Kingdom-Come--Deliverance-Review Kingdom Come: Deliverance Review

   19/02/2018 at 17:33       Chris OToole       0 COMMENTS. - Score 5/5
 - RPG, Xbox One, PS4, PC, Survival

It's all kicking off in 1403 Bohemia, Charles IV has kicked the bucket, and left the empire to the (not so good) King Wenceslaus IV who spends most of his time partying rather than attending all that boring old state business. So this pisses off the nobles who ask his half brother King Sigusmund of Hungary to have a word. Unfortunately he decides on a more radical solution. Sigusmund invades Bohemia, kidnaps Wenceslaus and starts to loot and pillage all the King's estates, which include Skalitz, a mining town in which you, as Henry, son of the town blacksmith, is about to have one hell of a day.

First impressions aren't so good, with some dodgy textures displaying a pretty flat scene on the title screen, but in the game proper things take a turn for the better, with some stellar texture work and really nice lighting work. The cut scenes are really well staged and mostly look fantastic, though now and again these can also look a little basic for some reason, though in a game this size a few mis-steps can be forgiven I feel.

I'm not going to sugar coat it here, Kingdom Come: Deliverance didn't grab me at all at first, it looked very like Skyrim or Oblivion in what I'd seen leading up to release, and the structured nature wasn't really what I was expecting at all. Little did I know I was still in the five hour tutorial, yes you did read that right.

As the game opened up I found myself warming to it more and more, Henry is a likeable character, and setting the game in actual history is something very refreshing, I loved delving into the codex which explains more of the real life characters, customs and world. The way skills work is also very well thought out, the more you use them, the better you'll get. Though you'll still need a teacher to set you on your path. It was quite the revelation to find a treasure map, but then be told you can't read it because you are just the son of a blacksmith, time to learn young Henry.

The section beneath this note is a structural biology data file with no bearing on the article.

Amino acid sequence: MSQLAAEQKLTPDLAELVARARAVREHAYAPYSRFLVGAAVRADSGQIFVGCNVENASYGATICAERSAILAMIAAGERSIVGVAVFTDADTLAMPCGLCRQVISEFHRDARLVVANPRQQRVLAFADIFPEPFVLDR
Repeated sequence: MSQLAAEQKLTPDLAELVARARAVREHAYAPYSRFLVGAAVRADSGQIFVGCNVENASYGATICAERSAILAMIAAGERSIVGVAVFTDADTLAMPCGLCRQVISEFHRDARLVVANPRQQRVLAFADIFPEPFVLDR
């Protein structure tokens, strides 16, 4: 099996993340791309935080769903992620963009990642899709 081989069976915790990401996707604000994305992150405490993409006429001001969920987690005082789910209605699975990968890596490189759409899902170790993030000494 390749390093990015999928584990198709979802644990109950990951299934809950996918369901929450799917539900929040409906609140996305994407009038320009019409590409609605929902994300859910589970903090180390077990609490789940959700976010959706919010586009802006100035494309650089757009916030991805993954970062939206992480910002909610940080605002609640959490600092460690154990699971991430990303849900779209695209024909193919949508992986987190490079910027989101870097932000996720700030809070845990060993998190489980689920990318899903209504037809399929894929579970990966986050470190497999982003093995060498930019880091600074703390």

This realism even extends to hunger, the more hungry you are the weaker you'll get, with your stats all tumbling as your tummy rumbles, open your inventory to eat some bread you picked up a while ago but lo and behold it has spoiled because you left it there too long. Also of note is how people interact with you, the gift of the gab can save you from brutal fights you didn't need to have, but only if you look the part, if your clothes are scruffy and full of blood people aren't going to think much of you, but fresh from a visit to the bathhouse and folk will be more inclined to give you the time of day. These are all elements which start adding to a game that is starts to feel more and more special.

The decision to jettison all magic and fantasy elements from a role playing game is an exceptionally brave one by Warhorse Studios in their first game, but it really pays off as you are slowly but surely drawn in by Kingdom Come: Deliverance, everything takes practice,  from lock-picking and pickpocketing, to riding your horse in an accomplished manner, but this makes it all the more satisfying when you can finally nail it.

Obviously some gamification does make it through, health potions are still a thing, although they can't be used in combat and work over time (though if you are bleeding you'll need a bandage too), and saves can be made anywhere by drinking some Saviours Schnapps, though if you do this too many times you run the risk of becoming an alcoholic. This can be very useful to do before some quests however, because they can be time reliant, and will resolve whether you are involved or not after you trigger them, which is very clever indeed.

I don't think I've ever had a turnaround of thought quite this extreme in all my days of playing games, after a couple of hours I was close to hating Kingdom Come: Deliverance, but after the opening titles the game clicked with me, I understood more what Warhorse where aiming for, and now, many hours in, I absolutely adore it. It's brave, it's different and you should definitely play it, just make sure to have a lot of time spare, because you're going to need it.

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Better late than never, eh Ror?
 
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Enjoyed this, cheers!
 
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